Published July 8, 2020
The Supreme Court has ruled this morning in favor of the Little Sisters of the Poor, a charitable order of Catholic nuns, deciding once again that the government cannot compel them to subsidize birth control and abortion-inducing drugs, as is required by the Health and Human Services Department’s contraceptive mandate attached to Obamacare.
The seven-justice majority upheld the expanded religious and conscience exemptions established by the Trump administration, enabling employers with moral objections to decline to subsidize these drugs in employees’ insurance coverage. Justice Thomas wrote for the majority, Justice Alito authored a concurring opinion, and Justices Breyer and Kagan authored another. Justices Ginsburg and Sotomayor dissented.
This decision is certainly a gratifying one, especially after having watched for the last decade as government officials — first from the Obama administration and now from progressive state governments — repeatedly dragged religious employers to court for refusing to comply with the mandate. At the very least, it’s clear that the First Amendment protects religious believers from being made complicit in practices that they view as morally wrong.
What’s even more troubling about this particular violation of free exercise, though, is the nature of the policy in question. The contraceptive mandate, remember, never even passed through Congress; it was tacked onto Obamacare after its passage by ideologically motivated, progressive bureaucrats in the HHS Department, then vigorously defended by the Obama White House (including, it should be noted, long-time Catholic Joe Biden, who showed no signs of a troubled conscience as his administration hauled charitable nuns and Catholic universities to court for meekly objecting to underwriting abortifacients).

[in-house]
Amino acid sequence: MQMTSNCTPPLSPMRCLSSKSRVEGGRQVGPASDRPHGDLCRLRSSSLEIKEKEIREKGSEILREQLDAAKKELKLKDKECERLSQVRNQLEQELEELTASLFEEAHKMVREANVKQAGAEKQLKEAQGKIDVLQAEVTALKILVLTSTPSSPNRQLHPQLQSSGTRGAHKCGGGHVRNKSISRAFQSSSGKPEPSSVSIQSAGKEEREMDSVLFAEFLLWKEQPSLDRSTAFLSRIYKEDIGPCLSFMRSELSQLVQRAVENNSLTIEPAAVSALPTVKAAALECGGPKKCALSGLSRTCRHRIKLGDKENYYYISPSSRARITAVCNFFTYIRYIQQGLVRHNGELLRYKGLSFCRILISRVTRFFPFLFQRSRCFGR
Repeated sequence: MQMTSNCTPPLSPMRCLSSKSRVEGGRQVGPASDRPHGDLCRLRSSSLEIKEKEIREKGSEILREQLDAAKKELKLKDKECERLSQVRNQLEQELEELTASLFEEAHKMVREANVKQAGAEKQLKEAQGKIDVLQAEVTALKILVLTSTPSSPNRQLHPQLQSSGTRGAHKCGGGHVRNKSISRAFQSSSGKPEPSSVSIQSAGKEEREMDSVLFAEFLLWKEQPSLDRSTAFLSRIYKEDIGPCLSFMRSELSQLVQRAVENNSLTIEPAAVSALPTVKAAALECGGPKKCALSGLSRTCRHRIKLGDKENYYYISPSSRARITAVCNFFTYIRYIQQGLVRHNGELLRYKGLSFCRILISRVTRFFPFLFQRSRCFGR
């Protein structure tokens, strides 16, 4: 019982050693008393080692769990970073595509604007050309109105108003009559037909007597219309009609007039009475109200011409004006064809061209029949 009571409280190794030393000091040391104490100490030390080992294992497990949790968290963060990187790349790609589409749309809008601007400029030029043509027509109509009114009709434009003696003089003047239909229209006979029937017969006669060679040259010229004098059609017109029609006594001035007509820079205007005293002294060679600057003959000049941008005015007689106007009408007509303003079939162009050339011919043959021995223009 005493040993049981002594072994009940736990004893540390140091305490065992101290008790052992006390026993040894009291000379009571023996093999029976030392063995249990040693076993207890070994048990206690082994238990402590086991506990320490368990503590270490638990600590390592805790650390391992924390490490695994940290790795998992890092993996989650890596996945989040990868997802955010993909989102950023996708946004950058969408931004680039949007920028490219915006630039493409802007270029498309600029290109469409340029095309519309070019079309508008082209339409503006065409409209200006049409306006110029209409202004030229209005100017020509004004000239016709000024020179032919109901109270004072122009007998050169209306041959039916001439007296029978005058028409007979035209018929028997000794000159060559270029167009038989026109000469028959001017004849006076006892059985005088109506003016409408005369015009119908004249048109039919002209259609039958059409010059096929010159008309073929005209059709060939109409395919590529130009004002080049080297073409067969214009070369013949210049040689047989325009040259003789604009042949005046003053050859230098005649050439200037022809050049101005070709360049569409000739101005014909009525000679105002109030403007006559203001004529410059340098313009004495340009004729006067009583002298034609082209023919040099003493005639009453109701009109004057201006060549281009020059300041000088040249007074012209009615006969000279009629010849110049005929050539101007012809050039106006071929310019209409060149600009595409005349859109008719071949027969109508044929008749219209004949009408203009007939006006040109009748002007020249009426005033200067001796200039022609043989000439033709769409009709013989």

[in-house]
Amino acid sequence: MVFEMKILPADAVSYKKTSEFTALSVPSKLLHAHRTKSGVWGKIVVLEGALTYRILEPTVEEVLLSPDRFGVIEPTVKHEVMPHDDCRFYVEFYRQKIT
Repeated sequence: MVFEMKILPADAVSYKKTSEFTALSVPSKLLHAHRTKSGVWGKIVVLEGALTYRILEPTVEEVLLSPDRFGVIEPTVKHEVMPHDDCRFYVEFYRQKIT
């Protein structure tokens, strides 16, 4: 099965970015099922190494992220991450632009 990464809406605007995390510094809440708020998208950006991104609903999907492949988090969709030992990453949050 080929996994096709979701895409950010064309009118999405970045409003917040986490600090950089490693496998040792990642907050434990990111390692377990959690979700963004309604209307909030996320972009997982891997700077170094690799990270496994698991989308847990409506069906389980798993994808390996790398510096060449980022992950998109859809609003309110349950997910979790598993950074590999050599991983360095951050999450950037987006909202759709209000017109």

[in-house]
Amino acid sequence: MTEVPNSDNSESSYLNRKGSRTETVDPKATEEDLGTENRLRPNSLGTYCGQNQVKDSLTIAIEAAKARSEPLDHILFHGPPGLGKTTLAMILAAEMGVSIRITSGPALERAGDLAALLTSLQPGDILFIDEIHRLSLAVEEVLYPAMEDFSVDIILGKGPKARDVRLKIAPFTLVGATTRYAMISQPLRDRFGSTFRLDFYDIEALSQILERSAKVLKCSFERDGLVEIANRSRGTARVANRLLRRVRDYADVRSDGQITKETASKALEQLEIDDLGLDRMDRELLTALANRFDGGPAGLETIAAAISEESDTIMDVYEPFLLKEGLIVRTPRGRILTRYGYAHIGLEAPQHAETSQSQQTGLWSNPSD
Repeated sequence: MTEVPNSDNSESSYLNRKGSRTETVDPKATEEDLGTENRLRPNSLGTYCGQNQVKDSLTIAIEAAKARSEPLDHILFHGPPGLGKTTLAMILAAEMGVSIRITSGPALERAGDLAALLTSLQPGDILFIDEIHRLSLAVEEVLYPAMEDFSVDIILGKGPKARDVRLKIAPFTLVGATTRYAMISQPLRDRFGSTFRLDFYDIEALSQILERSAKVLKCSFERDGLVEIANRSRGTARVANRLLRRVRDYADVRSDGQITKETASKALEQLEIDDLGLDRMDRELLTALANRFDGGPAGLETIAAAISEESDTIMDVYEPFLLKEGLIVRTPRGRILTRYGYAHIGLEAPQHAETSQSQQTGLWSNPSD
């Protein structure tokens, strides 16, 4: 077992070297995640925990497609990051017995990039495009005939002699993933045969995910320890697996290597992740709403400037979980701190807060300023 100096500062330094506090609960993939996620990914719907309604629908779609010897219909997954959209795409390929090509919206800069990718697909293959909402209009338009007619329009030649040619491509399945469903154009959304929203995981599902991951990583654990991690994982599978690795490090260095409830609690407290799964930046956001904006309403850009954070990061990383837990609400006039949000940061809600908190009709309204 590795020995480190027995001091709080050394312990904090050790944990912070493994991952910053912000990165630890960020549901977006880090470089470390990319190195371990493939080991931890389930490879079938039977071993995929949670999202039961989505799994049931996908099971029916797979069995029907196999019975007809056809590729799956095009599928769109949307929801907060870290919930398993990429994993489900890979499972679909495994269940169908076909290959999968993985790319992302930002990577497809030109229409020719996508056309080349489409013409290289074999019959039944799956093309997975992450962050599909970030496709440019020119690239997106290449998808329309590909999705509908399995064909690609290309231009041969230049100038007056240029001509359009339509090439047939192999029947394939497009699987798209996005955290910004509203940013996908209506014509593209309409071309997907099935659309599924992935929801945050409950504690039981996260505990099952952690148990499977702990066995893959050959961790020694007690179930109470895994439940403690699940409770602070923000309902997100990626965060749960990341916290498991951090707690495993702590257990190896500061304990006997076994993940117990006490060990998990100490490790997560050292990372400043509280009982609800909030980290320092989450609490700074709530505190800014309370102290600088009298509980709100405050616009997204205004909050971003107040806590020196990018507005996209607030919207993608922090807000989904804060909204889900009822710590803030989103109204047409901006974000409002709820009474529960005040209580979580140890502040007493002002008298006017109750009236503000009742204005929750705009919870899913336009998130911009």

In short, while it’s all well and good to celebrate a victory on the grounds of the First Amendment and religious freedom, we should keep in mind that the substance of this policy is a mistake, even on its own terms and even for the non-religious. No one, from the Obama-administration officials who promulgated it to the pro-abortion-rights feminists tearing out their hair over this decision, has once articulated a satisfactory reason for why anyone — let alone Catholic nuns or Christian business owners — must be conscripted into funding an employee’s birth control.
The belief that the government, or employers compelled by the government, ought to subsidize contraception stems from a fundamentally incorrect, irrational view of contraception as a necessary component of holistic health care. On this view, a properly functioning female reproductive system is diseased and pregnancy is a disease to be prevented. This is simply untrue, whether or not one adheres to any particular faith tradition. One very well might like to have birth-control drugs for one reason or another, but when used for contraceptive purposes rather than medical ones, it is not health care by any reasonable definition of the term; it prevents no disease and cures no malady. The mandate was, on its face, an effort to subsidize birth control — but it was first and foremost an effort to conscript the entire nation into validating a disordered view of the human body and of sexuality.
Notwithstanding the intentionally divisive claim from radical progressives that conservatives are angling to remove all access to birth control, no one is advocating returning to pre-Griswold America. But it shouldn’t be difficult to comprehend why there exists no right to government-mandated, employer-subsidized, “free” contraception — and certainly no right strong enough to coerce others to pay for it. We shouldn’t let the accurate argument in favor of First Amendment protections distract us from the fact that this policy is rotten, religious beliefs aside.
Alexandra DeSanctis is a staff writer for National Review and a visiting fellow at the Ethics and Public Policy Center.